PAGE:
We have two products that we sell for those different scenarios. One is a help desk, which is an inbox basically for a customer support team: Queries come into the messenger for the team to answer them and talk to people one to one.
The second product that we sell is an a knowledge-base product called Educate. That's a product where you can write articles based on frequently asked questions. Over time, the help desk learns the questions that people ask the most often, so you can write articles to answer frequently asked questions. There are circumstances where just sharing an article with a person might be enough to answer a question. For example, if the question was something like, "how do I reset my password?" it's actually the same for everybody.
What our products do now is determine that this is a question that could be answered by an article that the company has in their knowledge base, and then Operator can suggest the article as the potential answer. Then the customer would check out the article, see if it's relevant and Operator asks whether or not the question is answered, based on reading the article. Operator knows if they've read the article or not. They can either say yes or no. If they say, "Yes," that's great, then the conversation is closed and they don't have to talk to person inside the company. If they say, "No, the question wasn't answered," then the question will be put through to the help desk and a person will actually answer them.
TechRepublic: Looking forward, what role do you see for voice bots or that sort of voice interaction in the future?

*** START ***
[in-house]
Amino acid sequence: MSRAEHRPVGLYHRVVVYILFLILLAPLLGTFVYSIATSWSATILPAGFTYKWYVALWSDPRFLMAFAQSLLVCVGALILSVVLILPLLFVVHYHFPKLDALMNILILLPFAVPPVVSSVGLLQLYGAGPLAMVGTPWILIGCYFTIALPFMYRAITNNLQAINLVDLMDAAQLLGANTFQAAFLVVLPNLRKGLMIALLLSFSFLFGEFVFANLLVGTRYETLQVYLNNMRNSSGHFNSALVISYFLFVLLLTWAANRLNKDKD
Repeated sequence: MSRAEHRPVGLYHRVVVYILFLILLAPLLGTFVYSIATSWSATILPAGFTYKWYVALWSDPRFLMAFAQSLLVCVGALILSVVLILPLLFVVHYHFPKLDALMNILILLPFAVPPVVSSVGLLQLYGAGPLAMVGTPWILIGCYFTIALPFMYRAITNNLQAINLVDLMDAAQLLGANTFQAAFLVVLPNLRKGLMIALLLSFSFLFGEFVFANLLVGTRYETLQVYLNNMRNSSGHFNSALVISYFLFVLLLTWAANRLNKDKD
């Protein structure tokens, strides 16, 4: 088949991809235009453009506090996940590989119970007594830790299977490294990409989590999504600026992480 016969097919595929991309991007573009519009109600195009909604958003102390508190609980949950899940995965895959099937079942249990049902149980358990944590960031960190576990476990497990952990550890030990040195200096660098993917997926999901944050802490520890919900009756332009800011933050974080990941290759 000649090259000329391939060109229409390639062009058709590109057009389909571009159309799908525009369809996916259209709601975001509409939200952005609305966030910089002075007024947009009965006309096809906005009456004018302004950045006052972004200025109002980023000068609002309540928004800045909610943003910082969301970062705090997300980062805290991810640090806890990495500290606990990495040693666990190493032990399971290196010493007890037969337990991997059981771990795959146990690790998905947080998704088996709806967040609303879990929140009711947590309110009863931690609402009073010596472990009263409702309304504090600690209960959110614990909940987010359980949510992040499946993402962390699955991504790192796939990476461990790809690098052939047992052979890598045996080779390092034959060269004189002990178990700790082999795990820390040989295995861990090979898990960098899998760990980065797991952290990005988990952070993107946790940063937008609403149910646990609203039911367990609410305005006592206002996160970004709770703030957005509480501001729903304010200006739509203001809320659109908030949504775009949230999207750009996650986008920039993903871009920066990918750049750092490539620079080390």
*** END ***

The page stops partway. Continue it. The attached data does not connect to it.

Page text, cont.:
Paul Adams: I think it's big. I think it's really important. I think voice in general is going to be an increasingly commonplace interface for talking to computers. Screens — and certainly mobile phone screens — have been the dominant for like 10, 20, 30 years. I think the technology has come on so far in the last three to five years, thanks to Google and Amazon in particular. Just having the voice recognition being able to parse different accents and intent from people's voice. Then on the hardware side, there's things like the Echo or Google home. I think there's been a little bit of a tipping point in terms of the maturity of the technology.
I think we'll see it employed in more places. For example, in cars and in the home. The interesting thing for me is what happens after you input a query. Google, Amazon and Apple's Siri and other companies have done really well on that side. But voice as an interface is only as useful as the results you get back. The first step is taking the query, the next step is giving back an answer. I think we'll start to see more and more and more voice interfaces.
TechRepublic: What are the implications of voice interfaces for Intercom's product evolution?
Paul Adams: It's very early for us to do something there. One of our engineers built a prototype of Intercom for Alexa on the Echo, which is quite cool, but the vast majority of our customers use Intercom on a big screen, not on a mobile phone, because they're at work. They're working on a customer support team, or they're working in a marketing team. Working in the office or even at home, people will be using their laptop or a big monitor. It's early for us but we're definitely exploring it.
What's your experience with customer support systems been? Let us know in the comments or on Twitter (awolber).